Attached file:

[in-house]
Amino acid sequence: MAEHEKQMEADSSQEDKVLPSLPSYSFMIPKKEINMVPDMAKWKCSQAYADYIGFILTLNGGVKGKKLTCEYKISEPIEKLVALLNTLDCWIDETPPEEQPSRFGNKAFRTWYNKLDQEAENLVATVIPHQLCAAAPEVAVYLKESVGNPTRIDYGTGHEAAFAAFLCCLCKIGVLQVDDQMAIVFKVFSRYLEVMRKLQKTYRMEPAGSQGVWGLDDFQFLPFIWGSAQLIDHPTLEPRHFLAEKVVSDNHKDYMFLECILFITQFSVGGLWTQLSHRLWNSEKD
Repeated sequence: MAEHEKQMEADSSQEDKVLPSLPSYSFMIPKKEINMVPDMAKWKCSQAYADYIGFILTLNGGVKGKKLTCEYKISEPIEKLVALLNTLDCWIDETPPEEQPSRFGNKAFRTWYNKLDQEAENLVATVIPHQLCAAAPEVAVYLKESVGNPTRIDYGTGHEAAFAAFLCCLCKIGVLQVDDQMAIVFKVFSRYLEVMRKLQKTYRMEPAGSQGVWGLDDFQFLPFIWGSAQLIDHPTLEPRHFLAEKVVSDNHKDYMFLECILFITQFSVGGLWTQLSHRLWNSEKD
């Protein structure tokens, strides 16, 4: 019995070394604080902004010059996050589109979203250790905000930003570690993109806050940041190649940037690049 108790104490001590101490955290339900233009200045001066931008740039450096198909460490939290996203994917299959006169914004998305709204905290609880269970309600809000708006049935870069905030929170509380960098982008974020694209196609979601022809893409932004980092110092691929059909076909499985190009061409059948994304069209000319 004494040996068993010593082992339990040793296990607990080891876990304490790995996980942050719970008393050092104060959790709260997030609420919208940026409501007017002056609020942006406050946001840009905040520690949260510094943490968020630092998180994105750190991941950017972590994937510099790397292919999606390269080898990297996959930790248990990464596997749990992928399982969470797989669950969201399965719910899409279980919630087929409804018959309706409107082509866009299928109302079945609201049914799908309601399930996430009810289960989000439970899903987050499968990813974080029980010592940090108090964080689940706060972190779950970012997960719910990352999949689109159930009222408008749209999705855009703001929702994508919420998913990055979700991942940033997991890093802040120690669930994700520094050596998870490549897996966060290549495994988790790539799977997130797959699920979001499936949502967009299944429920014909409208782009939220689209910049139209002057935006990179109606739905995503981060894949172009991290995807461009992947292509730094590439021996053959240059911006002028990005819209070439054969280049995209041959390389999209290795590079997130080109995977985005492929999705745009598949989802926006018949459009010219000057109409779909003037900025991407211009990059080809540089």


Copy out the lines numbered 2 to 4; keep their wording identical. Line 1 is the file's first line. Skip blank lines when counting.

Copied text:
Amino acid sequence: MAEHEKQMEADSSQEDKVLPSLPSYSFMIPKKEINMVPDMAKWKCSQAYADYIGFILTLNGGVKGKKLTCEYKISEPIEKLVALLNTLDCWIDETPPEEQPSRFGNKAFRTWYNKLDQEAENLVATVIPHQLCAAAPEVAVYLKESVGNPTRIDYGTGHEAAFAAFLCCLCKIGVLQVDDQMAIVFKVFSRYLEVMRKLQKTYRMEPAGSQGVWGLDDFQFLPFIWGSAQLIDHPTLEPRHFLAEKVVSDNHKDYMFLECILFITQFSVGGLWTQLSHRLWNSEKD
Repeated sequence: MAEHEKQMEADSSQEDKVLPSLPSYSFMIPKKEINMVPDMAKWKCSQAYADYIGFILTLNGGVKGKKLTCEYKISEPIEKLVALLNTLDCWIDETPPEEQPSRFGNKAFRTWYNKLDQEAENLVATVIPHQLCAAAPEVAVYLKESVGNPTRIDYGTGHEAAFAAFLCCLCKIGVLQVDDQMAIVFKVFSRYLEVMRKLQKTYRMEPAGSQGVWGLDDFQFLPFIWGSAQLIDHPTLEPRHFLAEKVVSDNHKDYMFLECILFITQFSVGGLWTQLSHRLWNSEKD
């Protein structure tokens, strides 16, 4: 019995070394604080902004010059996050589109979203250790905000930003570690993109806050940041190649940037690049 108790104490001590101490955290339900233009200045001066931008740039450096198909460490939290996203994917299959006169914004998305709204905290609880269970309600809000708006049935870069905030929170509380960098982008974020694209196609979601022809893409932004980092110092691929059909076909499985190009061409059948994304069209000319 004494040996068993010593082992339990040793296990607990080891876990304490790995996980942050719970008393050092104060959790709260997030609420919208940026409501007017002056609020942006406050946001840009905040520690949260510094943490968020630092998180994105750190991941950017972590994937510099790397292919999606390269080898990297996959930790248990990464596997749990992928399982969470797989669950969201399965719910899409279980919630087929409804018959309706409107082509866009299928109302079945609201049914799908309601399930996430009810289960989000439970899903987050499968990813974080029980010592940090108090964080689940706060972190779950970012997960719910990352999949689109159930009222408008749209999705855009703001929702994508919420998913990055979700991942940033997991890093802040120690669930994700520094050596998870490549897996966060290549495994988790790539799977997130797959699920979001499936949502967009299944429920014909409208782009939220689209910049139209002057935006990179109606739905995503981060894949172009991290995807461009992947292509730094590439021996053959240059911006002028990005819209070439054969280049995209041959390389999209290795590079997130080109995977985005492929999705745009598949989802926006018949459009010219000057109409779909003037900025991407211009990059080809540089």